André Carvalho named The Garden of Earthly Delights after the Hieronymus Bosch painting of the same title, and the homage doesn’t end there. The intense detail of that medieval triptych inspired the bassist to create a suite that also covers a wide range of moods, from gentle to sinister, alternately flowing without tempo and rocking hard. If the concept sounds heavy-handed or susceptible to pretension, have no fear; Carvalho’s execution avoids those pitfalls.
Part of the allure comes from his orchestration. The frontline consists of trumpeter Oskar Stenmark and tenor saxophonists/flutists Eitan Gofman and Jeremy Powell, who double on bass clarinet and soprano saxophone respectively. Carvalho exploits the horns in unique sonic blends, as on the opening “Prelude” (which is actually a full piece), where they enter in layers. The rhythm section is completed by guitarist André Matos and drummer Rodrigo Recabarren, who frequently lock into edgy vamps that the horns tend to ignore until the writing brings everyone together, often in a new time signature. Matos approximates vicious progressive rock in “The Forlorn Mill.” Carvalho typically works as an anchor, staying in the background. When the bassist takes a solo in the languid “Dracaena Draco,” he plays in an unrushed manner, with a narrative quality similar to Charlie Haden.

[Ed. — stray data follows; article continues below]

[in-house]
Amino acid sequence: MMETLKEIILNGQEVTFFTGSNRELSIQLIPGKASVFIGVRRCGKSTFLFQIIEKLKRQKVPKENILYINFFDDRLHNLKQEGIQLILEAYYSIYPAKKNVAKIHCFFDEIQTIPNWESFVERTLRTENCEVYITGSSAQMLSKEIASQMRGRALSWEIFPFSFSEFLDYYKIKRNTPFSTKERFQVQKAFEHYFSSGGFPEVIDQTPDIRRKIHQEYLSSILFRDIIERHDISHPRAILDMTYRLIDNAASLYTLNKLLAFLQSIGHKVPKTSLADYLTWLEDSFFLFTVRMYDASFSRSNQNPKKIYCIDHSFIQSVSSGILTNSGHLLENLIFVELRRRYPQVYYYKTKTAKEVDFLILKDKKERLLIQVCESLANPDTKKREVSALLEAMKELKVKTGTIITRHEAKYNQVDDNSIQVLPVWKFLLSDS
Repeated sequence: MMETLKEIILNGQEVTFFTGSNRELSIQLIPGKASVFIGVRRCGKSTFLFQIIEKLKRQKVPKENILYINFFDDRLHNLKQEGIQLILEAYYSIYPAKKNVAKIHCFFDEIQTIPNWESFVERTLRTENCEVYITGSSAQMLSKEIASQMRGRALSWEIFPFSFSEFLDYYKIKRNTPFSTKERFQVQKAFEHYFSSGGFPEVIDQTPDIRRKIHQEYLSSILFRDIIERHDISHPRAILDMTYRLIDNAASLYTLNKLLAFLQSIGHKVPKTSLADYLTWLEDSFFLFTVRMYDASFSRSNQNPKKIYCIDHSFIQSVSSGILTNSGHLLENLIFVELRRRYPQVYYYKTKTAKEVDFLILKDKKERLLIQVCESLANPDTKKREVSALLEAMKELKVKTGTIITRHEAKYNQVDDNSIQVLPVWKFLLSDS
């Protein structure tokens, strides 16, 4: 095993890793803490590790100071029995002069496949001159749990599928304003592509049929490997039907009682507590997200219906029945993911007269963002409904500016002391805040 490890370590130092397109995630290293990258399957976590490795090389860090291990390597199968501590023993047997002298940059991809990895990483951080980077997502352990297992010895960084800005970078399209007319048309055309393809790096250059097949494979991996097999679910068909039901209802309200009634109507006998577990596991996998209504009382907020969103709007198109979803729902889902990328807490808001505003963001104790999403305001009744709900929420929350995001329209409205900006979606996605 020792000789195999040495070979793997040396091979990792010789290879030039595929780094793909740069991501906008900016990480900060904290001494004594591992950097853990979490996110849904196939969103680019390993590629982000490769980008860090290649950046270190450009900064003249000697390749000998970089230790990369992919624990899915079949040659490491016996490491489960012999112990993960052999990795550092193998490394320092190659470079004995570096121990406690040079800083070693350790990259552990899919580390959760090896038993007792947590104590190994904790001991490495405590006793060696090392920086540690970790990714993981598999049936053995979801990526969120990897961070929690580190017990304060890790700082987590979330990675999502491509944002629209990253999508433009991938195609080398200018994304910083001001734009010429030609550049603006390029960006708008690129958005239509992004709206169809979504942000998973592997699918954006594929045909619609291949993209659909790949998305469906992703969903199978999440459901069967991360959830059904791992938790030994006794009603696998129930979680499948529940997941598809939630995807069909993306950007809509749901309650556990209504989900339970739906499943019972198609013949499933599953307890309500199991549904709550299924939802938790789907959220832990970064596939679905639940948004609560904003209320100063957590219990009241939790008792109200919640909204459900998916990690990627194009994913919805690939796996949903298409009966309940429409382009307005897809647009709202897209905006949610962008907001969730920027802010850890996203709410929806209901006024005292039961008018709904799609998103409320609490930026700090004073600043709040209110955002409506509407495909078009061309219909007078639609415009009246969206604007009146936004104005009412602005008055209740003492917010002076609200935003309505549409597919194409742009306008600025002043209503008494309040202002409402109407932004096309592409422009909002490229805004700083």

Garden alternates between fully composed works and those that leave room for improvisation. “Evil Parade” has Stenmark and Powell volleying back and forth between 5/4 and 6/8. “The Thinker in the Tavern” comes closest to imagining Bosch as a soundscape, with a rewinding analog-tape fanfare introducing a brooding guitar melody that sounds warped and slowed to half-speed. While the intensity of the album’s last quarter suggests that we’re heading for apocalypse, the gentle bass clarinet and trumpet of “Phowa” close the proceedings like a lullaby at the end of a journey.